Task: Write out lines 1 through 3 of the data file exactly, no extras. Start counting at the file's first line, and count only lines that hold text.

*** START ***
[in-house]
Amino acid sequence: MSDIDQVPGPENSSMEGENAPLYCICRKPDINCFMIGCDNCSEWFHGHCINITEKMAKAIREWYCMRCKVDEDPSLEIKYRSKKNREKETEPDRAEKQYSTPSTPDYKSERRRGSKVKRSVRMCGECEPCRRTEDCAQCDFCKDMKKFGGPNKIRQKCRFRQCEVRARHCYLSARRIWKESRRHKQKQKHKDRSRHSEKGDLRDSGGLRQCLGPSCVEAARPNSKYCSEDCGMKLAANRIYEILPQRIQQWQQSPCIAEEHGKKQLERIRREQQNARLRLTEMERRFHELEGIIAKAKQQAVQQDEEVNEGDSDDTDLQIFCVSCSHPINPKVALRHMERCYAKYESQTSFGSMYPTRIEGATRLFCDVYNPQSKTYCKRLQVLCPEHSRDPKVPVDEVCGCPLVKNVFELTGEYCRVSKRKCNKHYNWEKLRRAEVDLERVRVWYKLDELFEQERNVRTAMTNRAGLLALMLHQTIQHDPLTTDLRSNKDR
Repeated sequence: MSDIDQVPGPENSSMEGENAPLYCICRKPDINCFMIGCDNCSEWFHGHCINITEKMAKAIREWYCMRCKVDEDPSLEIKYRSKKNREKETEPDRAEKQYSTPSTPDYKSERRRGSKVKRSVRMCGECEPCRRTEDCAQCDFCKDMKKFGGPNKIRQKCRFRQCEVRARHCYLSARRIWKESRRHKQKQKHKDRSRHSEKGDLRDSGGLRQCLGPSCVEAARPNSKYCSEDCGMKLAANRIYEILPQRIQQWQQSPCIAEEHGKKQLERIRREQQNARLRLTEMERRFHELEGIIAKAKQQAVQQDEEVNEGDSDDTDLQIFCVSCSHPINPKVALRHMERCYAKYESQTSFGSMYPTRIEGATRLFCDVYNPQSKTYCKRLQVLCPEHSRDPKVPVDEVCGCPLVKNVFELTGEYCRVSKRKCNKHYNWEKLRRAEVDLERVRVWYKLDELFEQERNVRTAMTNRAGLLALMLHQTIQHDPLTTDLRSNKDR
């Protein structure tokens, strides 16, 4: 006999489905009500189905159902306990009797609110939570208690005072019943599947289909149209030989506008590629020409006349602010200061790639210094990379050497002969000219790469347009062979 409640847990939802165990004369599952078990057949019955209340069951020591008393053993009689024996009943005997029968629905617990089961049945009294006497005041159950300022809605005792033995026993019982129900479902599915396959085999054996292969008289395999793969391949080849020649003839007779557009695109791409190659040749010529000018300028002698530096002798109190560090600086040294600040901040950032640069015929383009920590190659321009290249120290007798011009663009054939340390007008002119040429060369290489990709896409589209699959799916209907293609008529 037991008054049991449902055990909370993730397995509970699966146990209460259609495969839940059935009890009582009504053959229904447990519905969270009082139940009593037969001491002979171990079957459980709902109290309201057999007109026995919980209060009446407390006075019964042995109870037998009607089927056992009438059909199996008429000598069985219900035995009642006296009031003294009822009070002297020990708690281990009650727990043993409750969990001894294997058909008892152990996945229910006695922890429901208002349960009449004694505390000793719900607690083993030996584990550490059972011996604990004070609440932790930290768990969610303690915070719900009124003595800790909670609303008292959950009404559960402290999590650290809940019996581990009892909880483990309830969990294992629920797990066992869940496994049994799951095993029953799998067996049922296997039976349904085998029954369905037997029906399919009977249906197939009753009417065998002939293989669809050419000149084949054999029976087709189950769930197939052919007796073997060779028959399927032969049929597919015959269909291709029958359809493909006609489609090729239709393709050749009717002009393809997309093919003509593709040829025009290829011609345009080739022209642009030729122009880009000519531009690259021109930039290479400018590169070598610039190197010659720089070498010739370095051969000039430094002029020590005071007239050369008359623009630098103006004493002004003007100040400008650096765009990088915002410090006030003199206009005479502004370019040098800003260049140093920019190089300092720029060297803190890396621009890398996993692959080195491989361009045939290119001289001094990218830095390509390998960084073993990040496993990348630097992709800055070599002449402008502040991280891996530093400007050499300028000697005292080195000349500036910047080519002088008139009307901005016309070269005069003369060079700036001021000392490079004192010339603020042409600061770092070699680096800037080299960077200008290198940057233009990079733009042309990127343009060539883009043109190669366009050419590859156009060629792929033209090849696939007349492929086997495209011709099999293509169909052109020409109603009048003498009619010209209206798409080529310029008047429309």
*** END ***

[in-house]
Amino acid sequence: MSDIDQVPGPENSSMEGENAPLYCICRKPDINCFMIGCDNCSEWFHGHCINITEKMAKAIREWYCMRCKVDEDPSLEIKYRSKKNREKETEPDRAEKQYSTPSTPDYKSERRRGSKVKRSVRMCGECEPCRRTEDCAQCDFCKDMKKFGGPNKIRQKCRFRQCEVRARHCYLSARRIWKESRRHKQKQKHKDRSRHSEKGDLRDSGGLRQCLGPSCVEAARPNSKYCSEDCGMKLAANRIYEILPQRIQQWQQSPCIAEEHGKKQLERIRREQQNARLRLTEMERRFHELEGIIAKAKQQAVQQDEEVNEGDSDDTDLQIFCVSCSHPINPKVALRHMERCYAKYESQTSFGSMYPTRIEGATRLFCDVYNPQSKTYCKRLQVLCPEHSRDPKVPVDEVCGCPLVKNVFELTGEYCRVSKRKCNKHYNWEKLRRAEVDLERVRVWYKLDELFEQERNVRTAMTNRAGLLALMLHQTIQHDPLTTDLRSNKDR
Repeated sequence: MSDIDQVPGPENSSMEGENAPLYCICRKPDINCFMIGCDNCSEWFHGHCINITEKMAKAIREWYCMRCKVDEDPSLEIKYRSKKNREKETEPDRAEKQYSTPSTPDYKSERRRGSKVKRSVRMCGECEPCRRTEDCAQCDFCKDMKKFGGPNKIRQKCRFRQCEVRARHCYLSARRIWKESRRHKQKQKHKDRSRHSEKGDLRDSGGLRQCLGPSCVEAARPNSKYCSEDCGMKLAANRIYEILPQRIQQWQQSPCIAEEHGKKQLERIRREQQNARLRLTEMERRFHELEGIIAKAKQQAVQQDEEVNEGDSDDTDLQIFCVSCSHPINPKVALRHMERCYAKYESQTSFGSMYPTRIEGATRLFCDVYNPQSKTYCKRLQVLCPEHSRDPKVPVDEVCGCPLVKNVFELTGEYCRVSKRKCNKHYNWEKLRRAEVDLERVRVWYKLDELFEQERNVRTAMTNRAGLLALMLHQTIQHDPLTTDLRSNKDR